1998 Finalist
Winners:
Shelby County, Tennessee
1998
Publication:
Innovations in American Government Awards
Organization:
Innovations in American Government Awards
Jurisdiction:
Tennessee

By the year 2000, more than 21,000 units in Memphis and Shelby County, Tennessee, will need rehabilitation. More than 18,000 vacant properties will need developing and over 71,000 households will pay more than 30 percent of their income for housing.

Building for the Future (BFF) is a countywide community development partnership developed to address the dual problems facing Memphis and Shelby County: affordable housing and criminal recidivism. The program pools the resources of 10 agencies to support its operation: Memphis City Schools, Habitat for Humanity, Neighborhood Housing Opportunities, Tennessee Technology Center at Memphis, Carpenter's Local Union #345, Shelby County Public Defender's Office, First Tennessee Bank, Memphis Division of Housing and Community Development, Center for Neighborhoods, and Shelby County Division of Corrections.

The objectives of this collaborative are to build affordable housing for low to very-low income families, to give marketable construction skills to inmates so that they may find stable jobs upon release, and to keep program participants from reentering the criminal justice system. Since 1993, BFF has helped to revitalize three of the most distressed neighborhoods in Memphis by building 44 affordable new homes, has provided training for over 500 inmates, and has reduced the recidivism rate by 60 percent for program participants.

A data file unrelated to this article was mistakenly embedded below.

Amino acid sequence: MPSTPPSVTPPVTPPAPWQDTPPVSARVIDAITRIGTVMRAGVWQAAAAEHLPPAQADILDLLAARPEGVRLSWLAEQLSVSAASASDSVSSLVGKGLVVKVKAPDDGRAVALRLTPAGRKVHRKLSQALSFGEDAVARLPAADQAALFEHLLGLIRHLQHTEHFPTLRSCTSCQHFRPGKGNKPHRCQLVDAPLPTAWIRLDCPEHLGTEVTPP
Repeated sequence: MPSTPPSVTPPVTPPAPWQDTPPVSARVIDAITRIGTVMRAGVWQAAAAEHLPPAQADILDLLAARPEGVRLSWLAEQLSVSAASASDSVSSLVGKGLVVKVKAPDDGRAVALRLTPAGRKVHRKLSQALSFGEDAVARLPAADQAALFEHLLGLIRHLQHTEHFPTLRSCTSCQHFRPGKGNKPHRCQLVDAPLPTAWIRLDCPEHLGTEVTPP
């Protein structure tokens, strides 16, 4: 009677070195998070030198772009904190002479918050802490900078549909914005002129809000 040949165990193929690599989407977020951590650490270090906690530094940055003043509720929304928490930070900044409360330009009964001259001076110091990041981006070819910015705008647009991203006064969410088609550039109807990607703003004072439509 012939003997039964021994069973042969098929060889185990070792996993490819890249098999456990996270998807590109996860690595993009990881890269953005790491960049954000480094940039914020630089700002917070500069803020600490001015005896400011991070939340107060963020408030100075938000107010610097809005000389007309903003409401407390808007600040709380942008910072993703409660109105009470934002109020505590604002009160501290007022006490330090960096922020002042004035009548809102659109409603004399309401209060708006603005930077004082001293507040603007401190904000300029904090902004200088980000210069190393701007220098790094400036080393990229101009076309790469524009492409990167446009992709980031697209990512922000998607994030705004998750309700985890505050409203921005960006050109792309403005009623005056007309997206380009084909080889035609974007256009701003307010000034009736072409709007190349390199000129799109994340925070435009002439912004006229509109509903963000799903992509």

Working with BFF allows community development agencies to build houses quicker for less money and to place more families in affordable housing at lower prices. Homes built at costs of $33,000 have been appraised for $38,000 to $56,000. The houses are often built on non-tax producing lots that convert to income-producing property. Revenues from mortgages are recycled into BFF to provide future funding autonomy. An additional benefit is that vandalism is reduced because homes are vacant for significantly fewer days. The impact on the community is immediate. The investment in BFF has added $1.3 million annually to the county's tax rolls while providing homes for low to very-low income families who otherwise would never experience the American dream.

By the year 2000, 50 percent of the Shelby County tax revenues are projected to be used for criminal justice issues. The Shelby County Division of Corrections houses an average of 2,800 inmates per day and the Shelby County Criminal Justice Center holds 2,500 detainees. Eighty-three percent of all inmates return to prison each year, thereby costing millions in tax dollars to house them. As of December 1997, only 33 percent of released graduates had been re-incarcerated, compared to the 83 percent mentioned above. A recent report showed that, of 106 BFF graduates released for two and one-half years, only 19 percent were re-incarcerated and 67 percent were placed in jobs.